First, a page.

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Matters arising from the CAF elections

By GNA
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(By Richard Avornyotse, GNA Sports Desk)

Accra, Feb 17, GNA - For two consecutive times, Ghana has failed in her bid to win a seat on the Executive Committee of the Confederation of African Football (CAF) to enable her to participate actively in taking decisions that affect the African game.

At the first instance, it was Mr. Ben Koufie, the outgoing chairman of the Ghana Football Association (GFA) who bowed out at the 11th hour, citing "the power of the dollar" as his undoing.

That was before the septuagenarian had refused the request bid of his predecessor, Alhaji Nurudeen Jawula and instead forwarded his own name with great enthusiasm and a feeling of triumph over his local rival.

The Ghanaian was also made to believe that the sitting chairman who had just returned to the country after a technical escapade in Southern Africa had the clout to zoom beyond Nigeria's Dr Amos Adamu into the decision making body of CAF at the Bamako elections in 2002. The rest remains for history and posterity to analyse.

Unfortunately, when the opportunity arrived again for mother Ghana to challenge Nigeria for the same seat in Tunisia in 2004, there was a feeling of indifference from our super heavyweights in football administration, both former and present.

One other thing that was conspicuously missing from the build up to the election was a seeming apathy from the ministry of Youth, Education and Sports, which to the best of my knowledge, failed to come out openly in support of any Ghanaian candidate.

While it is difficult to say whether Abedi Pele who carried the Ghanaian challenge to Tunisia did so after due consultation with the government, it was evident that the government did not declare an open support for him, nor did they use the apparatus of government to solicit for votes for him from friendly nations.

We also failed to take cognisance of the reality that the CAF leadership is a closely-knit family, which has its preference for people they consider as allies or potential allies and that anybody who does not belong to that classification would be schemed out of the main stream.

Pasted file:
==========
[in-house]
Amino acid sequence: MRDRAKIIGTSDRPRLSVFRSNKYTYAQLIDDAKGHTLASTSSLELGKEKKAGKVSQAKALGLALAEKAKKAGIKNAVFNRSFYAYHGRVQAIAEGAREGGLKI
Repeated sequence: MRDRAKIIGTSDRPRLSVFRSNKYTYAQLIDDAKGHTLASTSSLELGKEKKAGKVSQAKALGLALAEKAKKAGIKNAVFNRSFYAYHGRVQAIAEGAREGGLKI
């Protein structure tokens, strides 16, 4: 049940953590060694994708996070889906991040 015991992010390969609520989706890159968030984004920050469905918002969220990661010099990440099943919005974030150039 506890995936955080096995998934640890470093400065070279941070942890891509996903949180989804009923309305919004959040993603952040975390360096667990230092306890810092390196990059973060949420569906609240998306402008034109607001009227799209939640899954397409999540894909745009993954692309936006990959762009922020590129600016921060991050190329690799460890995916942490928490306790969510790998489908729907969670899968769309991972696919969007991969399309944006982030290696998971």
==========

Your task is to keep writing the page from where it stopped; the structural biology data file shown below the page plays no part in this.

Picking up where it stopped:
No doubt Edwin Snowe, the youthful Liberian Football Association boss was annihilated in Mali by an infirm and sickly Mawade Wade from Senegal and a sitting member of the Executive Committee, Leo Mugabe of Zimbabwe lost out miserably to Molefi Oliphant, his South African challenger. Needless to recount that the all-powerful Oussaynou Dieng of Cote d' Ivoire was muscled out of contention on the CAF Executive committee and had to pull out of the race for a place on the FIFA Executive Committee because of disagreements with some power brokers on CAF.

With such historical antecedent at our disposal, it was to say the least a national blunder to forward the name of Abedi Pele who had openly scorned and defied Issa Hayatou and his regime, to vie for the enviable position on the ticket of mother Ghana.

It showed how unserious we were about the elections.

While government predicted a Hayatou victory, probably based on its intelligence network or behind the scene investigations and supported him openly and solidly, we sponsored someone from an opposing camp into the same election.

Abedi Pele must have been an excellent footballer but it will be foolhardiness to conclude that he has cut his teeth as an astute football administrator with the clout to pip someone who has the support of Hayatou and his clique.

If indeed Ghana needs that seat, then we must eschew political inclinations and vindictiveness and sponsor someone who stands the chance of upstaging whatever kind of opposition there would be. There are so many such people in Ghana but I think, Alhaji Nurudeen Jawula could be the ace or the trump card that would deliver the seat to mother Ghana.

Let us close our ranks and work in the national interest instead of allowing some imaginable partitions to deny us the chance of exerting ourselves on the continent.

Let us, in the national interest, sponsor candidates who will be acceptable to the international community without any doubts in their minds about their competence and loyalty.

Kofi Annan and Ibn Chambas are on the podium receiving accolades for their "Ghanaianess" and many more Ghanaians can thicken the national pride with distinctive performances if they get the chance. Let us aim a round peg at a round hole and a square one at a square hole. Keep shooting!

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